(CMR) Your kid may have repetitive habits that you find embarrassing or irritating. He may like sucking on his shirt, shaking his leg, or he may like feeling people's arms or sniffing ‘weird' objects. These weird behaviors do not mean that something is wrong with your child; don't be quick to get an internet diagnosis of autism. Believe it or not, these weird behaviors might be helping your child regulate his senses.
Up to 70 percent of typically developing kids engage in repetitive and seemingly purposeless movements like leg shaking, nail biting, or hair twirling, Parents magazine reported based on Seminars in Pediatric Neurology statistics. Parents magazine state that not only are these quirks normal, but kids have them for a reason: they are a way to self-regulate one's senses. Here are some weird behaviors and how they help your child, according to Parents.
Sucking on things– According to Parents magazine, Kids who gravitate toward mouthing, chewing and sucking may be doing so because their mouth is somewhat undersensitive and require more in-the-mouth input to satisfy that need. Mouthers are often the same kids who drooled past babyhood, experienced a speech delay, or are messy eaters.
While these behaviors are generally harmless, you'll want to redirect if your child's habit is a germ fest, a choking hazard, or otherwise harmful. However, instead of snapping at your child, find ways to help with his development.
If your child continues to chew on objects while watching tv, you may want to consider handing him a gum. Gum chewing is a safe alternative for children over four years old and increases alertness and enhances cognition.
Rocking and spinning– While a kid who rocks herself to sleep may seem worlds apart from one who spins in circles after a long day of school, Parents magazine explained that they are not. Both are working hard to jostle the fluid, the hairs, and the tiny calcium-carbonate crystals in their inner ears that make up the vestibular system, which monitors motion and balance, Dr. Lucy Jane Miller, clinical director of STAR Institute for Sensory Processing Disorder, in Colorado, said.
Kids who naturally rock, spin, swing, or bounce likely have a vestibular system that requires more movement than most because they have a lower-than-average sensitivity to the stimuli. The key with these quirks is knowing when enough is enough.
“There's something called an inverted U-curve,” says Dr. Miller. “When a child spins, her arousal goes up, and her ability to stay calm and focused improves. That is until she gets to the top of the curve when arousal continues to go up, but performance goes down.”
However, Dr. Miller warned that going overboard can bring on both immediate and delayed sensory-overload issues. “It's important to work with your child, and possibly an occupational therapist, to pinpoint the top of the curve,” says Dr. Miller.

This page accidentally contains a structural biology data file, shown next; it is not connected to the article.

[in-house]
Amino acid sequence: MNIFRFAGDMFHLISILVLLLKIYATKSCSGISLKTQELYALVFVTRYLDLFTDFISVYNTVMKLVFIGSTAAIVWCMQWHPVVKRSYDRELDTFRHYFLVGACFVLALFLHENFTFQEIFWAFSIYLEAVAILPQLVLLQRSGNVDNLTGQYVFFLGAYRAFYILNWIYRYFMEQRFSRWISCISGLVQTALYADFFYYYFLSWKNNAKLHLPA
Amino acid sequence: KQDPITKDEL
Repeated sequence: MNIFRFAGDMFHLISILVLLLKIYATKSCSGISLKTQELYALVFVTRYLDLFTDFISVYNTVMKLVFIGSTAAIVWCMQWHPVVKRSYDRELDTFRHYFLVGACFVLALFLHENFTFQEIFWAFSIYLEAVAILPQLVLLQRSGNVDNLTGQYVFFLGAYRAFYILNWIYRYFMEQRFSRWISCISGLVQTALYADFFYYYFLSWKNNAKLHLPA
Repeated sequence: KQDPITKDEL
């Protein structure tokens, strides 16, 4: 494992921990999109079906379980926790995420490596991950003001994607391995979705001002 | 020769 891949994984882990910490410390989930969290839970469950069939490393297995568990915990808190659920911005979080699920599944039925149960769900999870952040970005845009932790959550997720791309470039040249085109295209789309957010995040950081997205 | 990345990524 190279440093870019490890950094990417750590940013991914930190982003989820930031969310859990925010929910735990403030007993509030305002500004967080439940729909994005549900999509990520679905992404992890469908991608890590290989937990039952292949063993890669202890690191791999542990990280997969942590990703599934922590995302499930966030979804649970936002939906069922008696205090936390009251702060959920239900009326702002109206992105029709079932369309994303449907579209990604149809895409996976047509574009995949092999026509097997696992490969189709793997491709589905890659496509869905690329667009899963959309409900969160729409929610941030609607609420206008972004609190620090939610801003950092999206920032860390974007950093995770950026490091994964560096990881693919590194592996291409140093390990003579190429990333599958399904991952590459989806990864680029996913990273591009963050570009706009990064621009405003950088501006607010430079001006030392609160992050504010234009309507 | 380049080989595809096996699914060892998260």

As rockers and spinners age, their habits often morph too. They may go on to like activities such as horseback riding, gymnastics, or swimming.
Sniffing things- Some kids are sniffers. Experts said smell is the one sensory system that connects directly with the limbic system, which is the brain's emotion, memory, and pleasure center. Kids often sniff things that conjure up pleasant memories that they find comforting, according to Parents. These soothing smells can help a child feel more safe and secure—or relaxed enough to facilitate sleep.
Fidgeting- “Touching, feeling, squeezing, poking, hair twirling, and all other similar forms of fidgeting generate sensations that feed a child's hunger for touch—and often his need for a very specific type of small movement as well,” said Dr. Miller (Parents). According to Frontiers in Psychology, the body releases the feel-good neurotransmitter oxytocin in response to finger and hand tactile-seeking movements, like repeatedly touching a soft tag or gently stroking one's hair.
Beyond the calming effect, fidgeting can help kids concentrate too. “We know that all children move more during challenging mental activities than they do during ones that are less challenging,” Dr. Michael J. Kofler, associate professor of psychology at Florida State University, explained. “Children are using small movements to stimulate their brain. For some kids, particularly those with ADHD, the fidgeting helps keep their brain engaged and bolsters working memory.”
When a quirk is a big deal- According to Parents magazine, Sara O'Rourke, an occupational therapist, said if your child's behavior interferes with his everyday functioning, for example, he's so bothered by noise that he hates recess or won't ride the school bus, it could be a sign of a sensory-processing disorder. Kids with the condition can't respond appropriately to the signals coming from their senses, while those with normal quirks have found a way to self-regulate.
If you're concerned, talk to your child's pediatrician, who can refer you to an occupational therapist for strategies. And keep in mind: It's okay if you're embarrassed by your child's quirk.
“That's a valid feeling that parents experience,” said Dr. Lucy Jane Miller of STAR Institute. “We want our kids to fit in, and we don't want others to judge them.” While a quirk itself is likely no biggie to children, one study in the Seminars in Pediatric Neurology found that their frustration mounts when their parents and teachers try to stop their behavior.
So before you do, ask yourself: Is my child embarrassed? If not, and the quirk doesn't interfere with other aspects of life, ignore it and know that other kids fulfill their sensory needs too—kind of like how you chew gum instead of putting Legos in your mouth.